Rotting sea lion carcass among city manager’s problems

Dozens of memos/emails authored by Sadhu Johnston now available on city’s website

12th and Cambie

Bet you didn’t know this – that the best way to dispose of a rotting sea lion carcass is to have the city’s engineering and sanitation crews set fire to it.

Yep, it’s true.

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How do I know?

Because I read an email from city manager Sadhu Johnston to mayor and council that said the carcass of this poor sea lion found on the shoreline adjacent to Fraser River Park was causing such a smell that it was time to take some action.

It was one of many memos/emails the city recently dumped into the bowels of its website. All are from either Johnston or deputy city manager Paul Mochrie to mayor and council. They make for some semi-fascinating reading.

Topics include the city’s snow removal strategy, slot machine revenue, cyclists failing to obey traffic laws, the sale of the city’s portion of Olympic Village land to Aquilini Development, the Royal Couple’s visit and the retirement of Fire Chief John McKearney (it’s in June, by the way).

Last year’s 4/20 festival, the former tent city at 58 West Hastings, taxi licensing, the city budget, the screening of the Tragically Hip’s concert at the Vancouver Playhouse and the number of people who watch the city’s livestream of council meetings (1,016 in July 2015, only 200 in January 2016) are other topics.

But back to that rotting sea lion carcass…

A year ago today -- which I guess is an anniversary of sorts -- Johnston got busy on his keyboard and sent an email to mayor and council to inform them of the carcass and the plan to burn it.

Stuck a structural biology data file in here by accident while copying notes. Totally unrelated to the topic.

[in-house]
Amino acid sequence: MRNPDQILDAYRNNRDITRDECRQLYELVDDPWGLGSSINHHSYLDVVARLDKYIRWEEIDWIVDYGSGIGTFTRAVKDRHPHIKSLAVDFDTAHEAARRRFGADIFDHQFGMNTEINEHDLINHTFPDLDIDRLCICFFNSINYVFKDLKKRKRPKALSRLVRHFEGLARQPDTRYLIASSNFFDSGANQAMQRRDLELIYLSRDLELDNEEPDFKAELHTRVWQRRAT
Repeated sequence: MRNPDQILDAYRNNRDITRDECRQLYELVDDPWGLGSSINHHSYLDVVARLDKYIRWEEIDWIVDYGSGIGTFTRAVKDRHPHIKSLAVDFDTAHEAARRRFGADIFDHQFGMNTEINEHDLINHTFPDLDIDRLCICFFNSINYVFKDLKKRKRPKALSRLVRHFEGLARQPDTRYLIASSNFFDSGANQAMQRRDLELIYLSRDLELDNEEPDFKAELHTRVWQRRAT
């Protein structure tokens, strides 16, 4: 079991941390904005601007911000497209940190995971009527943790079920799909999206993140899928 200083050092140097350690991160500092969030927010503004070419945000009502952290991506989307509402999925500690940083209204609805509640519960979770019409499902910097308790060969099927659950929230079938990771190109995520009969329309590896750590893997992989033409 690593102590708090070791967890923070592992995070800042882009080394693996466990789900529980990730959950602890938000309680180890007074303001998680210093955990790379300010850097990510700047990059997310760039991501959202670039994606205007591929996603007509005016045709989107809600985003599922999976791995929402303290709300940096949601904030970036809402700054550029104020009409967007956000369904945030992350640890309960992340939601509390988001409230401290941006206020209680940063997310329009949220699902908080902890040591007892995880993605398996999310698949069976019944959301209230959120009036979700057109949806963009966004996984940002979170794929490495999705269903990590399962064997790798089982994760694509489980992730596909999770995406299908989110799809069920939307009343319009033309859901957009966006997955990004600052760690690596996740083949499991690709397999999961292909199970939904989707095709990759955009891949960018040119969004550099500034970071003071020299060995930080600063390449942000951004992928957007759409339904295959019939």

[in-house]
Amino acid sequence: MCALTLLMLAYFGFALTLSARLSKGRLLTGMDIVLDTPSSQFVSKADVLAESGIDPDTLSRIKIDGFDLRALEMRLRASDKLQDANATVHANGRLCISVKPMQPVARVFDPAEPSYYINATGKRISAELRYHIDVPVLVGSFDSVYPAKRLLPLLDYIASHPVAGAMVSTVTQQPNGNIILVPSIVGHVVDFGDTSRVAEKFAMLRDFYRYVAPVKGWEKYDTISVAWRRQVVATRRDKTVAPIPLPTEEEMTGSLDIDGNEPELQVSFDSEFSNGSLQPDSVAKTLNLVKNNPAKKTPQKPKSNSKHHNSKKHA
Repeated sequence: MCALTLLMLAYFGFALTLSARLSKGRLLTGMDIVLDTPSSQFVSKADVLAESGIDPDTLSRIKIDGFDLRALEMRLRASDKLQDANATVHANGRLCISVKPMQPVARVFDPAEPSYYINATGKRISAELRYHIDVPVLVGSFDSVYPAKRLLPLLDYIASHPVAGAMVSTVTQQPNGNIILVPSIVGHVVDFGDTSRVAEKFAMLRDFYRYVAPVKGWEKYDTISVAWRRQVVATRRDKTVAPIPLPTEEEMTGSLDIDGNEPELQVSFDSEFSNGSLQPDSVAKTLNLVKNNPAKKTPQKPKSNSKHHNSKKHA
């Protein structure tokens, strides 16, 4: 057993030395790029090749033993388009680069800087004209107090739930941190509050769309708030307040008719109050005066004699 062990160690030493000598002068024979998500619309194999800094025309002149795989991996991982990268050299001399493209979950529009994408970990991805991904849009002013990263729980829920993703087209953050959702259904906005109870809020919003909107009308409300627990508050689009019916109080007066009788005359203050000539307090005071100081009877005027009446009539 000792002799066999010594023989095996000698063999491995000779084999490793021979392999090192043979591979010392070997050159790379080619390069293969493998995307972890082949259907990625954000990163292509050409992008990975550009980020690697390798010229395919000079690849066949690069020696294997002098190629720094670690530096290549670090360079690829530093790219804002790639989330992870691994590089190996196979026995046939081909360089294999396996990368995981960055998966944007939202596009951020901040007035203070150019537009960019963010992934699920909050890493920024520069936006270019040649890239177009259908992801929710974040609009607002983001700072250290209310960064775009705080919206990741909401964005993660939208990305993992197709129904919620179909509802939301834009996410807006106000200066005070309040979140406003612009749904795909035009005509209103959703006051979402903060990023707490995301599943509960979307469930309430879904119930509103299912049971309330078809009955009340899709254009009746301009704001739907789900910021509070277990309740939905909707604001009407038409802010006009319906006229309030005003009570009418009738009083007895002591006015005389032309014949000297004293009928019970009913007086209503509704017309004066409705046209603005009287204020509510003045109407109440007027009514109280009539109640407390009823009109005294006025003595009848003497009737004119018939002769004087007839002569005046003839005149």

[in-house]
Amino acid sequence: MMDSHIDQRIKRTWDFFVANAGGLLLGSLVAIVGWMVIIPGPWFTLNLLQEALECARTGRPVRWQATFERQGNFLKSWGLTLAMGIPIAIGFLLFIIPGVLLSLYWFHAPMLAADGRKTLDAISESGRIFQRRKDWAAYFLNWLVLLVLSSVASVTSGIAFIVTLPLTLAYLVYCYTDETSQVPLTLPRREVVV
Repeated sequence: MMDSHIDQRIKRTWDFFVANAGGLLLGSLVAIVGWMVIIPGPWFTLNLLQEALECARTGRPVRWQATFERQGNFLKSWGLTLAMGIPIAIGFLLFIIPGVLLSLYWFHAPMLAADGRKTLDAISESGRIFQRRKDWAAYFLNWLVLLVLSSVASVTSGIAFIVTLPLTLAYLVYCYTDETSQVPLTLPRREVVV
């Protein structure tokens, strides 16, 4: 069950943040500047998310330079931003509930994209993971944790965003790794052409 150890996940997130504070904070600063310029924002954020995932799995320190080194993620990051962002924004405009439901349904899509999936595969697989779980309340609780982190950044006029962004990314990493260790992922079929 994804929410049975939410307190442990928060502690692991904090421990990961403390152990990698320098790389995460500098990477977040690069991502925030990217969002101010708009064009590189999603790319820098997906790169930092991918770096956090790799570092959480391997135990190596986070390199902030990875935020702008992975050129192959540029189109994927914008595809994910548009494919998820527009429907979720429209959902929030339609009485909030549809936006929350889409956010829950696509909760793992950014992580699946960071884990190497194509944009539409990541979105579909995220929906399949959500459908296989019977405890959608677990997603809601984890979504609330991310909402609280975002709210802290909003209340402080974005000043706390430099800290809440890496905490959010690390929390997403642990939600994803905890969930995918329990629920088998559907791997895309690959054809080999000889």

“Because of the advanced state of decay, it’s been a challenge to determine how best to remove the remains without their disintegrating further and dispersing along the shore,” he wrote. “City engineering and Fire, with advice from the Department of Fisheries, Coast Guard and Vancouver Aquarium staff, have decided this morning that burning away the carcass is the best solution. This is a common practice in many coastal communities, according to the Aquarium.”

Firefighters, he added, would provide “a water curtain” to protect foliage above the shoreline and “wash down the rocks afterwards.” Park board staff would also be on scene trimming back nearby brush to prevent it from going up in flames. The park, by the way, is at the foot of Angus Drive.

“This approach, while environmentally unpleasant due to combustion, will in fact rid the shoreline of the carcass,” Johnston concluded. “As burning within the city boundaries is not allowed under the Fire bylaw, the Fire Chief is issuing a special permit.”

The deed was to be done the next day.

So there you have it, Vancouver, next time you come across the rotting carcass of a sea lion, you’ll know that Johnston and company are on the case. Mother Nature and the animal ecosystem taking its course, be damned.

RIP, sea lion.


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